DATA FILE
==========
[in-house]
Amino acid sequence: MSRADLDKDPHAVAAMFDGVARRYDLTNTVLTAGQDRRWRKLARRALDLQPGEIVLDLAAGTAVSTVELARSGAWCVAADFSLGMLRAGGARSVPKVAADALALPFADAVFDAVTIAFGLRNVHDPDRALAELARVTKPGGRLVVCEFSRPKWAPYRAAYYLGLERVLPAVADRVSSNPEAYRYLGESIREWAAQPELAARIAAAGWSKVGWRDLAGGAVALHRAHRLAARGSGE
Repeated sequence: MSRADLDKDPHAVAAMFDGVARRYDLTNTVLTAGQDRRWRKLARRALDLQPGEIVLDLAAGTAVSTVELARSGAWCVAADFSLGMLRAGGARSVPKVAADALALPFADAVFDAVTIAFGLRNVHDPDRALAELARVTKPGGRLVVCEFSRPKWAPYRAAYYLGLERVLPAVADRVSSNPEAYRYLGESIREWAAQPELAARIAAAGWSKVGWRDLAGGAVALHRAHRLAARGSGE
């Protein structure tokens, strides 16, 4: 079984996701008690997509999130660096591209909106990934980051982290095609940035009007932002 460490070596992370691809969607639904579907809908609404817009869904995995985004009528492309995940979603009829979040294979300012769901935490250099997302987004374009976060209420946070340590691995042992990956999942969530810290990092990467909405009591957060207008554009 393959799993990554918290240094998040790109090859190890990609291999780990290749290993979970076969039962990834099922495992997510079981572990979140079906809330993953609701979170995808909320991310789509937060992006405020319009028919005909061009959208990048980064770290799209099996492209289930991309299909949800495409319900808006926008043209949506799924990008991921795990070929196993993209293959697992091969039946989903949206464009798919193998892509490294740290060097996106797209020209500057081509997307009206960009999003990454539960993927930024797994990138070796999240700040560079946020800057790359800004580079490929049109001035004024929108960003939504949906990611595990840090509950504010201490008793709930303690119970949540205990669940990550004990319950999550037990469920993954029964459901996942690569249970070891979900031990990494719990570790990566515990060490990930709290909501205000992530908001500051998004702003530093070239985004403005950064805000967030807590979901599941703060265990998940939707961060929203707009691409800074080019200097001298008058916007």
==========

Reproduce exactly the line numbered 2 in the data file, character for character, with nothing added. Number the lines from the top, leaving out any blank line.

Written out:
Amino acid sequence: MSRADLDKDPHAVAAMFDGVARRYDLTNTVLTAGQDRRWRKLARRALDLQPGEIVLDLAAGTAVSTVELARSGAWCVAADFSLGMLRAGGARSVPKVAADALALPFADAVFDAVTIAFGLRNVHDPDRALAELARVTKPGGRLVVCEFSRPKWAPYRAAYYLGLERVLPAVADRVSSNPEAYRYLGESIREWAAQPELAARIAAAGWSKVGWRDLAGGAVALHRAHRLAARGSGE